Paul served as president of the South Dakota State Medical Association, and president of the medical staff at Huron Regional Medical Center. He was a charter member of the South Dakota Foundation of Medical Care and was the preceptor for the first certified nurse practitioner in the state. Dr. Paul has served as the chairman of the board of directors of the Violet Tschetter Memorial Home, manager of the home, and its medical director for the past several decades. He was a fellow in the International Academy of Proctology and served on the board of trustees and chaired the executive committee of the South Dakota Comprehensive Health Planning and Regional Medical Program. In addition, he was one of the original incorporators of the South Dakota Blue Shield and became its president in South Dakota and later on the national level.

He was also one of the original incorporators of First Federal Savings and Loan Association in Huron and at one time owned and operated West Park Truck Stop and Fair City Lanes. Along with his business partner, Paul Christen, they built the Christen Hohm Building, which was later donated to the city for municipal and private offices. The two partners also renovated the Tams Hotel into the Hickory House Motor Inn. His family commissioned a San Francisco muralist to paint "The Land Rush" on the side of the Fair City Lanes building, the site of the former U.S. Land Office. It depicts the rush for land in 1882, and includes Paul and Carol Hohm in line to stake their own claim.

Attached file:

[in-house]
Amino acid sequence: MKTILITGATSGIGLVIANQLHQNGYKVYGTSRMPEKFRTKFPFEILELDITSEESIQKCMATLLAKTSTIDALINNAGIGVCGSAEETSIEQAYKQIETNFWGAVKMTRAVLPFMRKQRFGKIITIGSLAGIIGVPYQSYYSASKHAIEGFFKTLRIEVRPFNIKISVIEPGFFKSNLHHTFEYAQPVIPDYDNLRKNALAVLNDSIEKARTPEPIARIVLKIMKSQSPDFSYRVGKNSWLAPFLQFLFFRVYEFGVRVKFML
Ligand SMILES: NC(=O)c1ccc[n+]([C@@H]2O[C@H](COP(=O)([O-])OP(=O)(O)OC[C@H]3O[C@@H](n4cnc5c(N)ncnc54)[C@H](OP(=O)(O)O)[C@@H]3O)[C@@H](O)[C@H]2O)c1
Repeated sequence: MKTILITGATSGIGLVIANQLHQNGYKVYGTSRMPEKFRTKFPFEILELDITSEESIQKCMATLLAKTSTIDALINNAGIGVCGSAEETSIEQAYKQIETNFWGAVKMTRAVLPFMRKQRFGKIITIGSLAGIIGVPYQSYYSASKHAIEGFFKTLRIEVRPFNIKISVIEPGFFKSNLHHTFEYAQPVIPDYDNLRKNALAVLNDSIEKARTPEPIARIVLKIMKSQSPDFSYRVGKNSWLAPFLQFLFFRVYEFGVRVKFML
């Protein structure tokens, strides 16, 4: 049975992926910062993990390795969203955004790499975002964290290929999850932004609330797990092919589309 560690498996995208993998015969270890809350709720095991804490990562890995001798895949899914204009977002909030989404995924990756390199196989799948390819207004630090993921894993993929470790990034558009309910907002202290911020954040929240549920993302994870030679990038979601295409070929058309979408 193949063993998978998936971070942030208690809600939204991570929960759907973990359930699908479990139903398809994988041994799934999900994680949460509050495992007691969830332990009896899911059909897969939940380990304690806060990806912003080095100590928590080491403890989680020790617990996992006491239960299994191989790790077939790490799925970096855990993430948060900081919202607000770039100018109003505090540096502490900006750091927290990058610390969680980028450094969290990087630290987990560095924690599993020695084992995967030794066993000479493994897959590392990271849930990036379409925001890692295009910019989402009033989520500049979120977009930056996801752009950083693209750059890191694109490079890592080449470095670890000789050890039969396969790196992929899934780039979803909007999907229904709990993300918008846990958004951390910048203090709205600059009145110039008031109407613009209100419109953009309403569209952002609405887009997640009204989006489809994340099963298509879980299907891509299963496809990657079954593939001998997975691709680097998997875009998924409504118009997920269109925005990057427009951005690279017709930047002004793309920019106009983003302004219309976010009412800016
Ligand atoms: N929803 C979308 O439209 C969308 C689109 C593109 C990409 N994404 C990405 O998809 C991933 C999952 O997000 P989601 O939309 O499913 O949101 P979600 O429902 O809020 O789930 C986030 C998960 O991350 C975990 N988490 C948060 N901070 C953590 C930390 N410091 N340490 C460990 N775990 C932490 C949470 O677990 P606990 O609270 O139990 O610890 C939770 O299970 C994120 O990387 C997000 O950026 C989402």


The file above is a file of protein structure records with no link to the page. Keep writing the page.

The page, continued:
Proud of being considered an old-fashioned practitioner, “Dr. Paul” will be missed by the thousands of patients he treated and counseled, and the thousands more who called him a good friend.

He was preceded in death by his parents; two brothers, Dr. Ted and Ewald; and three sisters, Matilda Tschetter, Viola Hohm and Ella Bradfield.

Grateful for having shared his life are his beloved wife, Carol, of Huron; his daughter, Marilyn Hoyt, of Huron; his two sons, Dr. Richard (Peggy), of Fort Collins, Colorado, and Dr. Robert (Holly) Hohm, of Huron; seven grandchildren; eight great-grandchildren; his sister, Olga (William) Pfautz, of Huron; and his brother, Jim (Ida) Hohm, of Yale.